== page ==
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Blake Griffin's new tag as a 'villain' is nothing but crazy talk

At the suggestion that Griffin had turned to the dark side, Clippers teammate Chris Paul nearly choked on his post-practice energy bar.
by Jenni Carlson Modified: April 11, 2012 at 12:54 am •  Published: April 10, 2012

Now, I will admit that some of Griffin's on-court antics can grate on you. He glares at opponents. He stares down defenders. He stalks around the court like he owns the place. And this season, he definitely complains about calls and no-calls more than he did a year ago.

But really, aren't there a lot of guys around the NBA who you can say those things about?

What makes Griffin any different?

It's the way he plays the game.

No one else in the league has a skill set quite like Griffin. He is so powerful and explosive yet so controlled and agile. I know that he hasn't developed into a complete player — his mid-range game is lacking as is his consistency at the free-throw line — but what he can do is machine-like and almost impossible to defend.

Add in his cool, steely demeanor, and it's no wonder he was once dubbed “The Terminator.”

Not exactly a good-guy nickname, is it?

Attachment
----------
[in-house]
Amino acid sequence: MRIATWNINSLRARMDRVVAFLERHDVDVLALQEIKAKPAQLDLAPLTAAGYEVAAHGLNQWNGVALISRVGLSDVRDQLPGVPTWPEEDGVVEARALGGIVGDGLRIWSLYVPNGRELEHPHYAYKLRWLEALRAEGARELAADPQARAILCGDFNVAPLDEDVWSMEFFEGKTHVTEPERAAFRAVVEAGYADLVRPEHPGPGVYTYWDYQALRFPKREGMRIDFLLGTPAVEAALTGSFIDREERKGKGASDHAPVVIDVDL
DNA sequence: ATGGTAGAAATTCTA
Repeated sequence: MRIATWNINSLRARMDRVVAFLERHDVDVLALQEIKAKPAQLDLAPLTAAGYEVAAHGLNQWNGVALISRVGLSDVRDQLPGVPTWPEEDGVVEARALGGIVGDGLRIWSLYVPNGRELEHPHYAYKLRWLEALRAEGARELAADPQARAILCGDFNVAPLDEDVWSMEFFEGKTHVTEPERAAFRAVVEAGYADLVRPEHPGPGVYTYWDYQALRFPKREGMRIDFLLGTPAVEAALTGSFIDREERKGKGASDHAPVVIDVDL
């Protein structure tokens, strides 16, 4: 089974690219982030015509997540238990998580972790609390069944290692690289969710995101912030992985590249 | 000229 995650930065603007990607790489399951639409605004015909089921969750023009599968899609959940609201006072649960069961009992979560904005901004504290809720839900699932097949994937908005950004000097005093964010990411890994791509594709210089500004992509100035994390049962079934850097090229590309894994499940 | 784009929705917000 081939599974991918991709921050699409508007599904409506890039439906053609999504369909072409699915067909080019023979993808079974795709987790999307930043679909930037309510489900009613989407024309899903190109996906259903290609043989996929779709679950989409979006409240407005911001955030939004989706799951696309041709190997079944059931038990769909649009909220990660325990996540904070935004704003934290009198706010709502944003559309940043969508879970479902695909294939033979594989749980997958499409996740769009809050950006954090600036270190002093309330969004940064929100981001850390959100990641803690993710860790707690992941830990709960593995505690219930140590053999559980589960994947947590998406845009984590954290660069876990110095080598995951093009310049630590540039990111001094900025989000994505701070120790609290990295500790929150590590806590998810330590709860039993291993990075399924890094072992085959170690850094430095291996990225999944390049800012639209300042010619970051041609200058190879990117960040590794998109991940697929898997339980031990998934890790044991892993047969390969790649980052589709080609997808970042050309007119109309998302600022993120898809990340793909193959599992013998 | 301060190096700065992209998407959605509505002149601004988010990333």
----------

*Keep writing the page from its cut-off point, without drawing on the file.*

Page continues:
But none of that makes Griffin a villain.

I mean, there are plenty of sports figures that deserve that tag. Even recent headlines abound with possibilities. Dwight Howard. Gregg Williams. Bobby Petrino. Ozzie Guillen.

But putting Blake Griffin in that group?


(I seem to remember him enduring a full-speed takedown a few weeks back in New Orleans and walking away from the assault instead of escalating the situation. That doesn't seem very bad-boy-like to me.)

“Shoot, everybody loves him,” Paul said, getting fired up as he talked. “Shoot, don't nobody love him more than my son.

“I don't know nobody that don't like Blake.”

He paused.

“Except for the guys he dunks on.”

Paul might've gotten a little feisty at the idea of Griffin as a villain, but for Big Blake, it's just the latest in a long line of opinions from outsiders that have been off base.

“I never think, ‘Oh, everybody loves me' or ‘Everybody hates me,'” he said. “You just keep hearing it your whole career.

“It's not something I'm worried about.”

Nor should he be.